The African continent has the highest rate of investment in the female labor force, but many women are in business. Women working in private businesses generally travel during off-peak hours or during peak hours, but they all transport their products in well-packed vehicles. In both cases, the supply of vehicles is not adapted to their needs. In addition, these procedures regularly leave out a significant portion of passersby’s trips, resulting in the intangibility of travel, and in a roundabout way, their work.
Faced with this situation, the women of the big cities have developed an unpredictable versatility, of distances, schedules or motives, in order to have the possibility of accomplishing simultaneously their family, professional and local exercises. The result is an emancipation and social rearrangement that is not always well perceived by men, as shown by the reaction of drivers to the Taxi Sisters of Dakar.
The admission of ladies to mobility delineates a progressive development of sexual orientation relationships and contributes to their empowerment. While these elements are built in general, they should not obscure the effect of social level on access to mobility.
BREAKING DOWN THE WALLS
As in many spaces, women have often been excluded from political and technical calls, leaving men to assume roles of power. In any case, all the experiences and recognition of women’s cooperation as actors of development have been denied for a long time.
Politically, in the old social orders, African women were available and dynamic, but often confined to subordinate and less valued situations, as guides and allies.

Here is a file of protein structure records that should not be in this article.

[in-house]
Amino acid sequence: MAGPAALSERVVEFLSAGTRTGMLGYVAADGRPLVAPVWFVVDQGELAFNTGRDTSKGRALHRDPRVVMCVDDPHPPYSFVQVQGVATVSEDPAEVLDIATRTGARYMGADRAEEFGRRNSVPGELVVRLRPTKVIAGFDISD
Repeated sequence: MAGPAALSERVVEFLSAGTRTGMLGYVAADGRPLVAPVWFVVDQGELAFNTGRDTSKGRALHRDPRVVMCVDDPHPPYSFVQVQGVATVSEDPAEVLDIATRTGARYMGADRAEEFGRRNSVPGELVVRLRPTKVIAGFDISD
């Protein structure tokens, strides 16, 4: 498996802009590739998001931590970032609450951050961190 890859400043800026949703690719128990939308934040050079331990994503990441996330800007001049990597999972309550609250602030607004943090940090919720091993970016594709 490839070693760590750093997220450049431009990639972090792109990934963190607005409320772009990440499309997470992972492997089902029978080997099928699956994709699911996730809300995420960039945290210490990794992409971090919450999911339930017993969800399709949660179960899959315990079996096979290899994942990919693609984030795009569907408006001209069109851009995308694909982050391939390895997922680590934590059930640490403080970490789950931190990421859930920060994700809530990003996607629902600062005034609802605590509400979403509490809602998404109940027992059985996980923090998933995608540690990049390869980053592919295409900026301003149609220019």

There have always been exceptions, as highlighted by the now legendary accounts of certain female figures, such as the sixteenth-century ruler Nzinga of Ndongo or the eighteenth-century ruler Pokou of Côte d’Ivoire.
Nowadays, the intrusion of women in a « faire ville » is recognized. Rwanda is the significant nation of these new elements of political commitment: in 2021, women are in the majority in the positions of minister and in the Chamber of Deputies.
This model delineates the continued feminization of functions, which is also present in the field of metropolitan planning and development. The functions of experts, designers and planners have been separated by a redistribution of dominant genders since the beginning of the millennium.
Thus, African women own the city, but are at the same time dynamic in its creation, producing more comprehensive activities due to the proximity of the social segment, cultural and political difficulties.
PLACES OF CITY
Renowned for their informal exchanges, African urban cities are undergoing a development that is changing the way they are designed and the way their occupants, including women, live in them. Outside of the domestic space, women can be found on the sidewalks with their « cantines » and sometimes in the markets.
This juxtaposition of experiences and this crossbreeding has favored the creation of business elements and a network of women’s commons that has given rise to figures such as the Nana Benz, Togolese businesswomen who have made a fortune in the sale of Wax cloth. For them, this engine comes from the need to provide for themselves and their families. This also explains why many women are bar managers, although their essence in these spaces as customers is generally not evident. In any case, access to these nightlife venues is becoming more equitable.